All sides need a moral compass


Betsy Meads

Tuesday, August 20, 2019

A writer recently questioned someone’s characterization of our 2020 presidential election as a game. To that I say, if prostitution is the oldest occupation, then politics is the oldest game. It is where adults use money and leverage to gain powerful positions while promising the moon and delivering benefits to them or their friends. It is an adult competition in respect to gamesmanship.

Consider the 2016 election. Hillary Clinton was decidedly off her game. Strategy sessions, ad purchases, polling, racing through states shaking hands, and passing go for more donations — it is “Monopoly” on steroids.

Sometimes in the game, politics will make strange bedfellows. Consider the crucifixion of Christ. Pilate, who persecuted Jews, bowed to the request by the Sanhedrin — the Jewish council of rabbis — that Christ be crucified for blasphemy. Christ was a threat to the Sanhedrin and they used Pilate to protect their power. Game on.

While I have more than once had issues with President Donald Trump’s tweets, I have been appalled with the hate directed at our president: Calls for his assassination, pictures of his severed head, prayers for a recession, and all of this from elected officials, celebrities and media representatives.

Recently, Elie Mystal on MSNBC’S “AM Joy,” said to “Destroy Trump supporters at the ballot box,” prompting the host to verify he meant to beat him in the election. Mystal also called for “pitchforks and torches” outside the Long Island home of a man holding a fundraiser for Trump.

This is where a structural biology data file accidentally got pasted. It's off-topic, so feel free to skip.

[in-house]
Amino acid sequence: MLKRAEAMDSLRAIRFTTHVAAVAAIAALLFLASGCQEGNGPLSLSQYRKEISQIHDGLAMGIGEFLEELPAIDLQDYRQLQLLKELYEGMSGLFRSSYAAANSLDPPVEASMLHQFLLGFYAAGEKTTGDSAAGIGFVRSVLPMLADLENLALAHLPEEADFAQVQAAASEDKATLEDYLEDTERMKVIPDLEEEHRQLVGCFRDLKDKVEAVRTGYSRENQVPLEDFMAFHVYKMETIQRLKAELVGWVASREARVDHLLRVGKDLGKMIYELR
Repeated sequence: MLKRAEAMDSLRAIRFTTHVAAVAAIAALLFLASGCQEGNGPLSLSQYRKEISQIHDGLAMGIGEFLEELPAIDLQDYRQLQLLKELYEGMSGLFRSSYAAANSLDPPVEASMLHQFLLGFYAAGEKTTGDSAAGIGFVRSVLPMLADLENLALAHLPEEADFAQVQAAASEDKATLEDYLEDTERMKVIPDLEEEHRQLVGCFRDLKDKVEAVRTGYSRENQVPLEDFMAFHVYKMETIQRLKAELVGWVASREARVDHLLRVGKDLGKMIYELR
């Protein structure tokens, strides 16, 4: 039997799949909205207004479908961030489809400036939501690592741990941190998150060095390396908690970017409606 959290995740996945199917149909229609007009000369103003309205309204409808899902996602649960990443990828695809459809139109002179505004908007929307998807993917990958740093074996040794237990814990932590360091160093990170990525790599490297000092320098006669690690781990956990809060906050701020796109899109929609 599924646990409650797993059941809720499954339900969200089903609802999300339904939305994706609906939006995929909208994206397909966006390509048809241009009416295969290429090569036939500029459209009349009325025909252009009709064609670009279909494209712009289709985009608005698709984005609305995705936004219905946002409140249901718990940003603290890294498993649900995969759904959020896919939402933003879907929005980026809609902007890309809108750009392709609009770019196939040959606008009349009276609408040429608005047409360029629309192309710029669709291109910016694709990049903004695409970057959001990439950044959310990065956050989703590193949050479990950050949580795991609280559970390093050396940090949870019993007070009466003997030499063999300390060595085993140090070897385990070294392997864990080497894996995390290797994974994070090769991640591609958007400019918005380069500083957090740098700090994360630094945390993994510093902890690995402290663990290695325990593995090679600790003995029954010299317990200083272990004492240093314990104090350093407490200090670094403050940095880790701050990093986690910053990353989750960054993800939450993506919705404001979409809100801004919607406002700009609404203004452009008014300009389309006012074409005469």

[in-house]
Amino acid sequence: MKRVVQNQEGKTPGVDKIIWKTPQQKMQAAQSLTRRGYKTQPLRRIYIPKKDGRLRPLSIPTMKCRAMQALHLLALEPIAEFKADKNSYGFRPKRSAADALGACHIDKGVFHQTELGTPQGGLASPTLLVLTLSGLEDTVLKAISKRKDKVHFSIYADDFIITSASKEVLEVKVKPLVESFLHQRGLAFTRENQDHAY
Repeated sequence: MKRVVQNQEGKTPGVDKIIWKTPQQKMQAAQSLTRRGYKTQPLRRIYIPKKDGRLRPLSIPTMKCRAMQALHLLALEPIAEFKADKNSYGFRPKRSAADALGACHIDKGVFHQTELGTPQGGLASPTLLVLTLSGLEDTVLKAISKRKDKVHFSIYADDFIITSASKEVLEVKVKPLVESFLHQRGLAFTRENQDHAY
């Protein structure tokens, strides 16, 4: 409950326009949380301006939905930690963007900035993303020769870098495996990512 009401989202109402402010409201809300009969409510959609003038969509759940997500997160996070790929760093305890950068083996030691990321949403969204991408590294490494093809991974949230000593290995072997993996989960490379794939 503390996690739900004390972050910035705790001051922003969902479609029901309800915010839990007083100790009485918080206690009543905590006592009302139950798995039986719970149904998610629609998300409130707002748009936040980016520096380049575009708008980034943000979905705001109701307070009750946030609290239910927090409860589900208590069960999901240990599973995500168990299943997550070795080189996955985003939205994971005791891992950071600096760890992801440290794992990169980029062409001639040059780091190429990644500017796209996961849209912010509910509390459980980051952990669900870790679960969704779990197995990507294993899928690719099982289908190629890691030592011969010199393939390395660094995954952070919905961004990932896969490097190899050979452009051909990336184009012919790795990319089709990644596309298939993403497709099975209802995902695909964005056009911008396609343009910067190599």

The most egregious example is members of our intelligence services trying to usurp the will of the people for the benefit of another candidate by creating a false narrative against a duly elected president. Yes, we must regain our moral compass, but that applies to all of us, not just one side.

I have just recently read area native William Dunstan’s book, “Nell Cropsey and Jim Wilcox, The Chill of Destiny.” This covers the period from the Civil War through Wilcox’s trial, pardon and death. The book utilizes newspaper excerpts between the two rival newspapers at the time, one Democrat and one Republican.

Political overtones were present in the accusation and conviction of Wilcox. Originally given a death sentence, which was reduced to 30 years at hard labor, Dunston describes the politics and press of the era that convicted Wilcox and Dunston’s grandfather’s knowledge that could have prevented the trial.

Political games are serious business and can turn deadly.

Betsy Meads

Elizabeth City